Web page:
Around the time of Lance Armstrong’s first retirement in 2005, there were rumors that a movie was going to be made about his life. After the release of the US Anti-Doping Authority’s Reasoned Decision, which beyond a reasonable doubt establishes that he “and his handlers engaged in a massive and long running scheme to use drugs, cover their tracks, intimidate witnesses, tarnish reputations, lie to hearing panels and the press and do whatever was necessary to conceal the truth,” the producers of this film should be doubly pleased, pleased that they avoided the embarrassment of making what would likely have been a hagiopic about a cheat and pleased that the Reasoned Decision has now turned their story into something as good as Citizen Kane. If you enjoyed It’s Not About the Bike, Every Second Counts and Melville’s The Confidence Man, you’ll love the Reasoned Decision.
A true story: one day at the New South Wales Department of Planning two planners are talking about different theories of urban planning. ‘Neoliberal planning,’ the first says, “that’s what we do.” “No kidding,” the other replies.
“No kidding” might be replaced by “yer darn tootin” after the release of the NSW Government’s A New Planning System for New South Wales – Green Paper. If the title doesn’t quite grab you, a new planning system, however boring, will have a far greater impact on people’s lives than more juicy topics like a new Museum of Contemporary Art or a new pavilion for the Venice Biennale. Planning is the most visible juncture at which architecture meets politics, and what the Government is proposing is interesting for the way that it reveals urban planning as the point where conservatism begins to conflict with itself, where a libertarian sensibility runs counter to pro-business economic rationalist conservatism. The development industry is not quite a friend of the invisible hand; it does best when certain freedoms are curtailed. This was shown most clearly in the US by the Supreme Court’s decision in Kelo v. City of New London, which expanded the Constitution’s “Takings Clause” (“nor shall private property be taken for public use, without just compensation”) to allow governments to claim eminent domain for purposes of private redevelopment.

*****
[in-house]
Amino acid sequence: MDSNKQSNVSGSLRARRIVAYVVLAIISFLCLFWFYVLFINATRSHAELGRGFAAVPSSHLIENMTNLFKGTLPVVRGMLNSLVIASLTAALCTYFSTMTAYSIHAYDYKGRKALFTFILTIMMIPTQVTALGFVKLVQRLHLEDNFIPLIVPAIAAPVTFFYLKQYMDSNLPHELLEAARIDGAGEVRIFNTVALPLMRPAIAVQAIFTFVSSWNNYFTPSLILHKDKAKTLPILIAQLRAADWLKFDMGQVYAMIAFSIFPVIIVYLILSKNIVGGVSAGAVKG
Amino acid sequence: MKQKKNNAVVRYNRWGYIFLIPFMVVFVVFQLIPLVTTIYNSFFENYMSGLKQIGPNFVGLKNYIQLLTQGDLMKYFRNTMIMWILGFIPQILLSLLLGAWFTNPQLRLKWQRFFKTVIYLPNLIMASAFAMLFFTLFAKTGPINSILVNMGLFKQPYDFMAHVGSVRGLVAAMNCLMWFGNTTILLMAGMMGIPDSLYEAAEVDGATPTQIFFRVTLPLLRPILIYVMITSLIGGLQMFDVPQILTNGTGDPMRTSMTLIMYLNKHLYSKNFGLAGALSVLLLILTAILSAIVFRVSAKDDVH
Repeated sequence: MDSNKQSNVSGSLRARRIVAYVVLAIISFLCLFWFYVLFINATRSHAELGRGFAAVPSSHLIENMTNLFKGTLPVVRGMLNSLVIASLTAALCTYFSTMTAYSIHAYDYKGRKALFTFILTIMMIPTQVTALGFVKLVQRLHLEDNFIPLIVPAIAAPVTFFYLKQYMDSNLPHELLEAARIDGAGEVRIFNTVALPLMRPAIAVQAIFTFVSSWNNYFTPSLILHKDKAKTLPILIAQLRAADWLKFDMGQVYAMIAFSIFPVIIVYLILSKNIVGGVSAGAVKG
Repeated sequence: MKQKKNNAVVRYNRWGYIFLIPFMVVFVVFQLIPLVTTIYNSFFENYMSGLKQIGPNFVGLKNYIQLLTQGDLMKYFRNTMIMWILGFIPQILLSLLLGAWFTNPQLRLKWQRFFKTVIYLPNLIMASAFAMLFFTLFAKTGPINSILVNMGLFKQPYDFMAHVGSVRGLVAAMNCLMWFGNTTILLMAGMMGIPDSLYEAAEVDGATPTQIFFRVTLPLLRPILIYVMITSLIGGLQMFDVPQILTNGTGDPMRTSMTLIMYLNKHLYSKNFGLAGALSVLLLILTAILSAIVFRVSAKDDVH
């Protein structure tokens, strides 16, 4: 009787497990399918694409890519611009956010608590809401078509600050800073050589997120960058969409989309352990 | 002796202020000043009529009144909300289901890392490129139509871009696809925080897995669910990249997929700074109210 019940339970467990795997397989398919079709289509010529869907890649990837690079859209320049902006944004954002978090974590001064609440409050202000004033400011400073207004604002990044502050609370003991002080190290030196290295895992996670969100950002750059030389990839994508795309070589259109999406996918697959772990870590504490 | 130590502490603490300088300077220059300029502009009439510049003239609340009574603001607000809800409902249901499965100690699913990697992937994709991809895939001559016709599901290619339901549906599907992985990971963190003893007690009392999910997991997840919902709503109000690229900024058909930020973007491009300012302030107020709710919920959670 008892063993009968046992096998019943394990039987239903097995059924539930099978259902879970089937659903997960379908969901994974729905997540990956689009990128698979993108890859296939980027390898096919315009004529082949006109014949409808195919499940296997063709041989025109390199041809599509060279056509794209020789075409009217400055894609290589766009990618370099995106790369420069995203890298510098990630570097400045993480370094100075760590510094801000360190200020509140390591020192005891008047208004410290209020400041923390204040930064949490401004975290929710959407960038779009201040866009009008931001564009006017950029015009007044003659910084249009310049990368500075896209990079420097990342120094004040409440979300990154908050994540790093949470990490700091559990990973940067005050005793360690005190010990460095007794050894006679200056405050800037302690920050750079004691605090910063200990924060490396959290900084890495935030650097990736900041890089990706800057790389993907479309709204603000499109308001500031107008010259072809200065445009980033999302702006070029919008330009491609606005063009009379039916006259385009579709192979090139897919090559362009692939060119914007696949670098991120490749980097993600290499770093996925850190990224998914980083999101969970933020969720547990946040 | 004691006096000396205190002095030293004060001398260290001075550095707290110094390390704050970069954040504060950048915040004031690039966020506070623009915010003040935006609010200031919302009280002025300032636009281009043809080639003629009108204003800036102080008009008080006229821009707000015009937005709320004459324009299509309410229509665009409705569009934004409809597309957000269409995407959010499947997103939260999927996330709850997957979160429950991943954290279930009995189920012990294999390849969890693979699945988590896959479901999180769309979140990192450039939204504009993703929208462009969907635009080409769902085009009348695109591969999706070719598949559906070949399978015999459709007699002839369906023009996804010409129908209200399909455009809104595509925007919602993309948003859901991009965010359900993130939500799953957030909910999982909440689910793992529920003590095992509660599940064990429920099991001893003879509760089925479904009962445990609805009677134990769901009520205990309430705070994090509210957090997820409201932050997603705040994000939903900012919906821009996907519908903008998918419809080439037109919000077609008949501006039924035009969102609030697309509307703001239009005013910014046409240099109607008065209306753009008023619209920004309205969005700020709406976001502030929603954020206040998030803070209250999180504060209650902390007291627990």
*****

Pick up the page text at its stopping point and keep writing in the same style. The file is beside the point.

The global city is an oxymoron. No one lives there. Any decent-sized city is an intensely local argument generating machine and the way in which cities fight about architecture is as revealing as the materials of their curbstones. These arguments are unfolding history. It’s worth paying attention to whether they are depressing or enlivening, who participates in them and for what reasons. In the midst of relentless planetary crisis, these juicy little local fights can seem unimportant. A dispute such as the current one about the future of the banks of the Seine might seem indulgent until one remembers the hardly old but nevertheless a bit out of fashion adage about thinking globally and acting locally. Aside from what they can teach us, local questions provide a bastion of the real against all the gloppy, terminally imprecise words about global this and global that. At a certain point the urge to turn away from the virtual and toward the animal, the mineral and the vegetal becomes overwhelming and probably healthy. Perhaps the only way to overcome, or at least hide from the hegemony of numbers will be, like Laurel and Hardy taking the sea air in Saps at Sea (1940), to seek out familiar places where the discourse suits us.